ZT: "I'm not close with my family."
Do you feel that metal music brings people together regardless of religion, race, political beliefs, etc? And that it is one of very few interests that do so?
WS: "I find this question rather silly. The whole purpose of music's existence is to challenge people's thoughts and feelings while appealing to certain groups of people. All of it is subjective in nature. However, for the sake of this question, yes. I think the metal community is special in that because it is usually in small groups, we tend to hold onto it and hold it close. It very much is an open group to anyone who wishes to enjoy the same pounding excitement that is metal."
ZT: "There are plenty of idiots out there making heaps of shit about politics or religion. There's no need to say such 'idiotic' things in metal."
SW: "Yes. At least I think us bandmates have become good friends regardless of political and religious preferences."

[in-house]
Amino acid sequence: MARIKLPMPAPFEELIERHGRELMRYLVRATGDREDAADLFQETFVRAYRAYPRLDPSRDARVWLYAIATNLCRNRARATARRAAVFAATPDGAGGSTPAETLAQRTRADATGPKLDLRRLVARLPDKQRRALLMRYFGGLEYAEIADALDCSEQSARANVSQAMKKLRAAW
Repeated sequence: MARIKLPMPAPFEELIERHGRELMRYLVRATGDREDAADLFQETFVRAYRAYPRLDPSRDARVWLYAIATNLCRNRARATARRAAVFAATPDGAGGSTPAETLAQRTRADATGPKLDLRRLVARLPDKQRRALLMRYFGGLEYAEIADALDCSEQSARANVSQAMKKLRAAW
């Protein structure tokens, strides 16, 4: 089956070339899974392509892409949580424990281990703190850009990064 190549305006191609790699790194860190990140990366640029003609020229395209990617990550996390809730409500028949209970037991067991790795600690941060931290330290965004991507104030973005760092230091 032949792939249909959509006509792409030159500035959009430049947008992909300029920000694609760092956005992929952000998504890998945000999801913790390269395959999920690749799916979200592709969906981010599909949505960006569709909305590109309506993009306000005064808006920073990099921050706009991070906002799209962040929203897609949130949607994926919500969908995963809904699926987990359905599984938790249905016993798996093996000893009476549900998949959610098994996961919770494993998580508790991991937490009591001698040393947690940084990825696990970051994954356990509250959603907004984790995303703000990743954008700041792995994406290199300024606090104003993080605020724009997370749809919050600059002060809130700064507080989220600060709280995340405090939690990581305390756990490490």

Alo: "I believe the meaning of music lies in its being a communicator, or, like in the question, "bringing people together". Not just metal, but music in general. In music, sounds and rhythm are put in a specific balance and order to transfer a certain emotion / thought / or something in between: sometimes it overpowers common language, and moves us in a very primitive & intuitive way. As for metal, I believe there isn't a language as energetic and powerful, and the emotions / thoughts involved are also intense. This is probably why closer ties are formed among metalheads than fans of other genres."
What plans do you have for the year ahead and do you have any greetings you wish to send out?
ZT: "Thank you kindly for your attention. My plan for the year is to return to Azeroth 4 months later."
SW: "Best of wishes to everyone who's reading! I'm learning drums, and thinking of starting another band."
WS: "Hey y'all. Peace."
WC: "My plan is to keep WSD going, and do some side projects on grind, power metal, blues rock, etc."
Alo: "Thank you for the interview, and greetings to everyone who's reading! We are writing new songs whenever we can, and I hope we can finish enough songs to put together into an album by this year.
And.... Fuck personal plans. Time is overrated. Eat, drink and fuck more. Be happy. Peace!"